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1st ASTS provides critical support for Minotaur launch at Cape
by Staff Writers
Vandenberg AFB CA (AFNS) Aug 21, 2017

File image of the Minotaur rocket at an earlier launch campaign at Wallops.

The 1st Air and Space Test Squadron at Vandenberg Air Force Base will be assisting with the first ever Minotaur IV launch from Cape Canaveral Air Force Station.

The 1st ASTS team coordinated the transport for the first three stages of the engine to Cape Canaveral AFS where they will provide support through the day of launch.

The Minotaur IV is an expendable launch system derived from an old Peacekeeper Intercontinental Ballistic Missile.

"We have specialized equipment here, where we stack the Minotaur and make sure they are good to go," said Capt. Julian Martinez, 1st ASTS mission integrator.

"The upcoming launch at Canaveral is a Minotaur IV vehicle, which is an old peacekeeper system. There are five stages, and the DoD owns the first three. We are the only Air Force blue suit team that is able to maintain, ship and handle all of these rocket components. When we are out there we always get referred to as 'the Air Force guys', because we are the only uniformed personnel that have a direct impact on ground operations."

As the only unit in the Air Force that can stack and transport the Minotaur IV, the 1 ASTS utilizes experienced missile maintainers on a space assignment.

"As a unit we rely heavily on the missile maintainers that have prior experience in the missile fields," said Brian Tafoya, 1st ASTS flight chief.

"Even though we are now on the space launch side of the house, we are able to use the knowledge of the ICBM delivery systems to ensure we do our part in the launch process. It is a bit different than what we are used to. Instead of loading a missile into a silo we get to stack it on a launch pad. Our ICBM experience translates directly into the small space lift mission and is a pretty unique experience."

The primary responsibility of the 1st ASTS is to ensure the launch vehicle is processed and stacked for a successful mission.

"For this upcoming launch from the Cape, we shipped the first three stages out about a month before the projected launch date," said Martinez.

"After the boosters arrive in Florida, we coordinate with the 45th Space Wing to use their cranes to load the boosters onto Minotaur specific trucks called Type-II's, for convoy to the launch pad. After all three stages are stacked on the launch pad, we hand custody off to the launch service provider, Orbital ATK. Stage four and five are owned by Orbital ATK and include the payload, avionics, and instrumentation."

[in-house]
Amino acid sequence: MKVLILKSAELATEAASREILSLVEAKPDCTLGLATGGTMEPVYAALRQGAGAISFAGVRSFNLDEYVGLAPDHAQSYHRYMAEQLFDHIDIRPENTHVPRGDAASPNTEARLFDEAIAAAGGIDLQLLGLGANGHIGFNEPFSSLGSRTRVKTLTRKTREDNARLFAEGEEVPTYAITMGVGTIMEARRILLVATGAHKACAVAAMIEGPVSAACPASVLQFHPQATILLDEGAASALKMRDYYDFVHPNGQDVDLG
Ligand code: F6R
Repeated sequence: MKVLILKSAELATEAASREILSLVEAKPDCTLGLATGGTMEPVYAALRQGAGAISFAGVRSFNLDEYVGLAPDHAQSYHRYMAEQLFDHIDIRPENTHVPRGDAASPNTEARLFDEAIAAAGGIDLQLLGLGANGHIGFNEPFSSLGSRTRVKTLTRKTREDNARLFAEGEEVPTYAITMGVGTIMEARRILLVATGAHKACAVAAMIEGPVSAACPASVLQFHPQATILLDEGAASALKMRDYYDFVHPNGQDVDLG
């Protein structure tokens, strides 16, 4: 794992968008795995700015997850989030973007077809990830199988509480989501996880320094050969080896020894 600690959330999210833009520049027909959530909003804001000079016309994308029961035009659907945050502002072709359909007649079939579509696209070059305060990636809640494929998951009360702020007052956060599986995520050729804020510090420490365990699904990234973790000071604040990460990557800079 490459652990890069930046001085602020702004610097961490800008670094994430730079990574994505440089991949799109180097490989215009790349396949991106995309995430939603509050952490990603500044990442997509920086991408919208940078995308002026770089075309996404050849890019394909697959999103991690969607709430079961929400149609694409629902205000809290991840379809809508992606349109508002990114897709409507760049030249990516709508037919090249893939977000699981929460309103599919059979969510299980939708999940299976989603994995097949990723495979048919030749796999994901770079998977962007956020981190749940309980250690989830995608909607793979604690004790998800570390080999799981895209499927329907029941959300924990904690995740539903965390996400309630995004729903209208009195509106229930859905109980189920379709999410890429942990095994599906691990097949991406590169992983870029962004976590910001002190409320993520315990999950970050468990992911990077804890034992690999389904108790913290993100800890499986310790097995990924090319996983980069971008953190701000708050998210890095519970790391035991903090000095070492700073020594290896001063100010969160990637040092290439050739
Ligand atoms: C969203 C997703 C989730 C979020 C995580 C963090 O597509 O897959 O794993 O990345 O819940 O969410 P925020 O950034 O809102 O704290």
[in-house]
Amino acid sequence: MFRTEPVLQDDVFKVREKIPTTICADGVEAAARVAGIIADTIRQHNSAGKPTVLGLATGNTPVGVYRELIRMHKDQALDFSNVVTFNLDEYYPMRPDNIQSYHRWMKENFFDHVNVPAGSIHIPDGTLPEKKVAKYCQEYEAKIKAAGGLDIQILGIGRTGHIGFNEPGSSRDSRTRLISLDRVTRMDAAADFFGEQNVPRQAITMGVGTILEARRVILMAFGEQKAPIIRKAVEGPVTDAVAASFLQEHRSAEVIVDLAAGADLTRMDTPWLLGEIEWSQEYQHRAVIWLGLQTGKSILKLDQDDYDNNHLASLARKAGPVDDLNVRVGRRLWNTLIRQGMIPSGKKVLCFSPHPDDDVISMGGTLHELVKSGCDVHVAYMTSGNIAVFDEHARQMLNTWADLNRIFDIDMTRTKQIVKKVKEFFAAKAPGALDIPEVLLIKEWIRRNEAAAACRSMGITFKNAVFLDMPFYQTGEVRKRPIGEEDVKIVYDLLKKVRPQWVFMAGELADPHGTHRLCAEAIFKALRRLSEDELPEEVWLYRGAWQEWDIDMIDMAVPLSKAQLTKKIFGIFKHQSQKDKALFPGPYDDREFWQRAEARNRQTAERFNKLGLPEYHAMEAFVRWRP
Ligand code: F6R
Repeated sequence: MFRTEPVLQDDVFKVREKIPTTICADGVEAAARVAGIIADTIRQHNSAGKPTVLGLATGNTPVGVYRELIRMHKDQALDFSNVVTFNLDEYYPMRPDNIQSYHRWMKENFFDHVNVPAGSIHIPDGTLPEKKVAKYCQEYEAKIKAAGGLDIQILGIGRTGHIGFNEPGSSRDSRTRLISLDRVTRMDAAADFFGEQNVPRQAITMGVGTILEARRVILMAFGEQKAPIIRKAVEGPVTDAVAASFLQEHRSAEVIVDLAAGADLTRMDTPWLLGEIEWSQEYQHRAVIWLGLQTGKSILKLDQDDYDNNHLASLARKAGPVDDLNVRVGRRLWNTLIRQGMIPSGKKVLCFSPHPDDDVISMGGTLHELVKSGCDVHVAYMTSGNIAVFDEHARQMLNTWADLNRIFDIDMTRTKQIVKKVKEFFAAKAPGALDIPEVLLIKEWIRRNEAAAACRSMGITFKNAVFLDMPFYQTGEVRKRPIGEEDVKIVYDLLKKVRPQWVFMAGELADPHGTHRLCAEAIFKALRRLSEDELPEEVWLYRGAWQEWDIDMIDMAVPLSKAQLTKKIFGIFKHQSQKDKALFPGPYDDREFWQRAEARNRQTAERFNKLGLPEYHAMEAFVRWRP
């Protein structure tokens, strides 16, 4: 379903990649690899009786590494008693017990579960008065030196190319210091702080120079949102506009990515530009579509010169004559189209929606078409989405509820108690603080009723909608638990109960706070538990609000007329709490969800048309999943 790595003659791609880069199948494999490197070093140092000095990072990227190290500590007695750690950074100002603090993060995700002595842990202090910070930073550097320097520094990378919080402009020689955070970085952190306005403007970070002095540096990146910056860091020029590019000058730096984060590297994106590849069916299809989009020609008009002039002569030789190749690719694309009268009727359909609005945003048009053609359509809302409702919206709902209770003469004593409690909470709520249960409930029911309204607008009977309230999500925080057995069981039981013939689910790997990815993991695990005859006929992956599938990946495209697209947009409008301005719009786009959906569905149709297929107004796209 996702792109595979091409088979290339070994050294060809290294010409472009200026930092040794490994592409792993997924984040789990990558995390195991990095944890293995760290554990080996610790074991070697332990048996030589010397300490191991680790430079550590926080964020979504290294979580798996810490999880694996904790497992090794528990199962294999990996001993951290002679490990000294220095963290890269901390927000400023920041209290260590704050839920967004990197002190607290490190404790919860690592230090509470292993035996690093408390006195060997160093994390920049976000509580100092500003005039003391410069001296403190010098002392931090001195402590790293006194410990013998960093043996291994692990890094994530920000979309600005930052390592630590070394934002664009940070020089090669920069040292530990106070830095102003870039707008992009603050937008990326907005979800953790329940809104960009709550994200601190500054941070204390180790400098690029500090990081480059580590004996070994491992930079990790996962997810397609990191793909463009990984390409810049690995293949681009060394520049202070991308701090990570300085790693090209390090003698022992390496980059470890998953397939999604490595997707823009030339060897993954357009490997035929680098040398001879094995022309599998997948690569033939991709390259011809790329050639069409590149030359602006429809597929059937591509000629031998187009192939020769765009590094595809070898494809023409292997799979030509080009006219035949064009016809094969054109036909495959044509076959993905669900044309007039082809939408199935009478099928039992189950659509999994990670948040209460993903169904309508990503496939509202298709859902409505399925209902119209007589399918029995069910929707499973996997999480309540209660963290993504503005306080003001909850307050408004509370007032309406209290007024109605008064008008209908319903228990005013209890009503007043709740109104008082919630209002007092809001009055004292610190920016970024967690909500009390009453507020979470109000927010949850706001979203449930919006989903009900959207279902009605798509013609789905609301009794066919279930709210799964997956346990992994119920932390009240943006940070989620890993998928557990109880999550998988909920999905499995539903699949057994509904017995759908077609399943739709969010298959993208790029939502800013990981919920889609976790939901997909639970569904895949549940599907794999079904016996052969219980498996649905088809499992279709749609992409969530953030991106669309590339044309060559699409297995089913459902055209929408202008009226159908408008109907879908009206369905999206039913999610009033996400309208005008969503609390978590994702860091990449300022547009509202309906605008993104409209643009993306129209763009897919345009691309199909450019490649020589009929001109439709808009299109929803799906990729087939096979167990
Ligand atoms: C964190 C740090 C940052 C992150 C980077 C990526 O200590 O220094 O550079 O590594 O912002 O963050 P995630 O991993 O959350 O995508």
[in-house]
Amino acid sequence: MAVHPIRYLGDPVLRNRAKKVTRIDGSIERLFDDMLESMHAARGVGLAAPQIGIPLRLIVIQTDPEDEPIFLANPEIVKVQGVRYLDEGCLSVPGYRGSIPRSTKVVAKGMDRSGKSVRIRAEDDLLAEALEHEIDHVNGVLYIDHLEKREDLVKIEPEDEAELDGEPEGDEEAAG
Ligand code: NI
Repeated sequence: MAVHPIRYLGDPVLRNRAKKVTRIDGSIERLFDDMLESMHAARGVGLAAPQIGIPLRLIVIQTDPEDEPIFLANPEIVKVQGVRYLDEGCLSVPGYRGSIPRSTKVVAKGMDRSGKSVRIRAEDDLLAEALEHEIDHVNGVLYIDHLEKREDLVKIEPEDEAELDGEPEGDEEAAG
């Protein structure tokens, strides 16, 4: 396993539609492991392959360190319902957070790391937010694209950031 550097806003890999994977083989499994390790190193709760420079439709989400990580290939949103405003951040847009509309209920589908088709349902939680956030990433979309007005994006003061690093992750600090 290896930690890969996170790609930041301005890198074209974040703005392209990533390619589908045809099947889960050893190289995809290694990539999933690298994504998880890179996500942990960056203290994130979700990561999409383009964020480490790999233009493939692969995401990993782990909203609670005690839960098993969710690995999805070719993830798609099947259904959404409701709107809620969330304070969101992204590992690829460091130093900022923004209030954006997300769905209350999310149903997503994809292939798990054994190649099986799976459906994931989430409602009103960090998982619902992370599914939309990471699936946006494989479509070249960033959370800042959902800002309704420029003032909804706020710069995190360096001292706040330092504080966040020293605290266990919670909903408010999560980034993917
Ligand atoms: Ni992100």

With a low launch tempo for the Minotaur family of vehicles, the 1st ASTS team is constantly training. This prevents future discrepancies and maintains currency.

"We don't launch a lot of these, so one of the ways we stay ready for a real operation is by practicing," said Martinez.

"We run through procedures and talk with quality assurance, keeping everything up to date. This mission will launch August 25th from Cape Canaveral AFS is a pretty monumental event for the whole squadron. The team will be traveling to watch the launch, and perform post-launch equipment recovery."

The team may be small, but what they lack in numbers they make up for in dedication and expertise.

"When we conduct an operation like this, from cradle to grave, it gives us a sense of pride," said Tafoya.

"We have maintained a mission ready posture and now have a chance to prove what we can do. It is always a challenge to stay consistent across a few year gap between missions, but we do, and when we have a Minotaur launch we are mission ready."

US lawmakers advance 'Space Corps' plans
Washington (AFP) July 14, 2017
US lawmakers on Friday advanced a defense bill that includes a provision to establish a new branch of the military - dubbed "Space Corps" - that would focus on space operations. The space force measure has met stiff resistance from the Trump administration, which says there's no need to establish another tier of military bureaucracy. But proponents and some lawmakers see the military's ... read more

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